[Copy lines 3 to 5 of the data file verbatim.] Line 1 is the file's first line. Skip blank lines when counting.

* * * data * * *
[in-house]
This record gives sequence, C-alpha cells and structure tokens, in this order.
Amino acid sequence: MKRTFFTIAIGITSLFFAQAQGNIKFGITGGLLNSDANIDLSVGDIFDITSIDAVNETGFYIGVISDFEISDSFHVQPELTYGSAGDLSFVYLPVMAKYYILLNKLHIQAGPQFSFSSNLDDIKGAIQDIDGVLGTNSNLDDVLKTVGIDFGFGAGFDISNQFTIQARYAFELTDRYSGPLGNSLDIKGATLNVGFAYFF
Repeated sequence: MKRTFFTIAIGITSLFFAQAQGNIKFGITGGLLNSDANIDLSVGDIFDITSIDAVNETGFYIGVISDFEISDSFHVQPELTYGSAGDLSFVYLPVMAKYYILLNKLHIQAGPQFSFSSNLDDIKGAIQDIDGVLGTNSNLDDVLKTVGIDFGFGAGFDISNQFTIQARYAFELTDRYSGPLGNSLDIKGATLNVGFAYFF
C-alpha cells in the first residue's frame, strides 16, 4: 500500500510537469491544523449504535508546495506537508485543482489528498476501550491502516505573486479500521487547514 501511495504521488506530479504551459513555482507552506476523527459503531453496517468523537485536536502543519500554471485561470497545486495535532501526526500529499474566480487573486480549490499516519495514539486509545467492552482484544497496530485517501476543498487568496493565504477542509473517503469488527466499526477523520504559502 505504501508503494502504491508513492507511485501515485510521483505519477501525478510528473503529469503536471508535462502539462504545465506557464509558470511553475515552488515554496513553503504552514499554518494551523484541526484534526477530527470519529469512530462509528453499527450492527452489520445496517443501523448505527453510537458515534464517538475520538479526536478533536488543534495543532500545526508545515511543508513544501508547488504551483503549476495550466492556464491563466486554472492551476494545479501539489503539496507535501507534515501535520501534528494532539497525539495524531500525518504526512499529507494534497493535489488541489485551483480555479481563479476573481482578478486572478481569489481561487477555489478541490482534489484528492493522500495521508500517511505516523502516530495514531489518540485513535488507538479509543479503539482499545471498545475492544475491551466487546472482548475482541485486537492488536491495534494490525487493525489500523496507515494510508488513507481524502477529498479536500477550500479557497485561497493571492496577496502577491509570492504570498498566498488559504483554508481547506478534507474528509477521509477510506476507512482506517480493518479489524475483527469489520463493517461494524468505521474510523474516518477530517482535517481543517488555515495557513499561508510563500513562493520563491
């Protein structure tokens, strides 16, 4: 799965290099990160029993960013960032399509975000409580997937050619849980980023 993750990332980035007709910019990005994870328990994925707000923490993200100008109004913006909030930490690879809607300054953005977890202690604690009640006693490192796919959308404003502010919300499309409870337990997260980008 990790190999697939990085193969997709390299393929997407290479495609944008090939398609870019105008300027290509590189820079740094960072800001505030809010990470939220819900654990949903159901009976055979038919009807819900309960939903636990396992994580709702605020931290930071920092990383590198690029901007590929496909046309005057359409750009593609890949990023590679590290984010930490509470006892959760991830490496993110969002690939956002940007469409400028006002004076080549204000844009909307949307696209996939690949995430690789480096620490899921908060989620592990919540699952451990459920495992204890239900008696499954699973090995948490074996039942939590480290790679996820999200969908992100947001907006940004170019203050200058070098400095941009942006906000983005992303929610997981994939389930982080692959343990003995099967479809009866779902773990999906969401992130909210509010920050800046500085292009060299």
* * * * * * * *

Amino acid sequence: MKRTFFTIAIGITSLFFAQAQGNIKFGITGGLLNSDANIDLSVGDIFDITSIDAVNETGFYIGVISDFEISDSFHVQPELTYGSAGDLSFVYLPVMAKYYILLNKLHIQAGPQFSFSSNLDDIKGAIQDIDGVLGTNSNLDDVLKTVGIDFGFGAGFDISNQFTIQARYAFELTDRYSGPLGNSLDIKGATLNVGFAYFF
Repeated sequence: MKRTFFTIAIGITSLFFAQAQGNIKFGITGGLLNSDANIDLSVGDIFDITSIDAVNETGFYIGVISDFEISDSFHVQPELTYGSAGDLSFVYLPVMAKYYILLNKLHIQAGPQFSFSSNLDDIKGAIQDIDGVLGTNSNLDDVLKTVGIDFGFGAGFDISNQFTIQARYAFELTDRYSGPLGNSLDIKGATLNVGFAYFF
C-alpha cells in the first residue's frame, strides 16, 4: 500500500510537469491544523449504535508546495506537508485543482489528498476501550491502516505573486479500521487547514 501511495504521488506530479504551459513555482507552506476523527459503531453496517468523537485536536502543519500554471485561470497545486495535532501526526500529499474566480487573486480549490499516519495514539486509545467492552482484544497496530485517501476543498487568496493565504477542509473517503469488527466499526477523520504559502 505504501508503494502504491508513492507511485501515485510521483505519477501525478510528473503529469503536471508535462502539462504545465506557464509558470511553475515552488515554496513553503504552514499554518494551523484541526484534526477530527470519529469512530462509528453499527450492527452489520445496517443501523448505527453510537458515534464517538475520538479526536478533536488543534495543532500545526508545515511543508513544501508547488504551483503549476495550466492556464491563466486554472492551476494545479501539489503539496507535501507534515501535520501534528494532539497525539495524531500525518504526512499529507494534497493535489488541489485551483480555479481563479476573481482578478486572478481569489481561487477555489478541490482534489484528492493522500495521508500517511505516523502516530495514531489518540485513535488507538479509543479503539482499545471498545475492544475491551466487546472482548475482541485486537492488536491495534494490525487493525489500523496507515494510508488513507481524502477529498479536500477550500479557497485561497493571492496577496502577491509570492504570498498566498488559504483554508481547506478534507474528509477521509477510506476507512482506517480493518479489524475483527469489520463493517461494524468505521474510523474516518477530517482535517481543517488555515495557513499561508510563500513562493520563491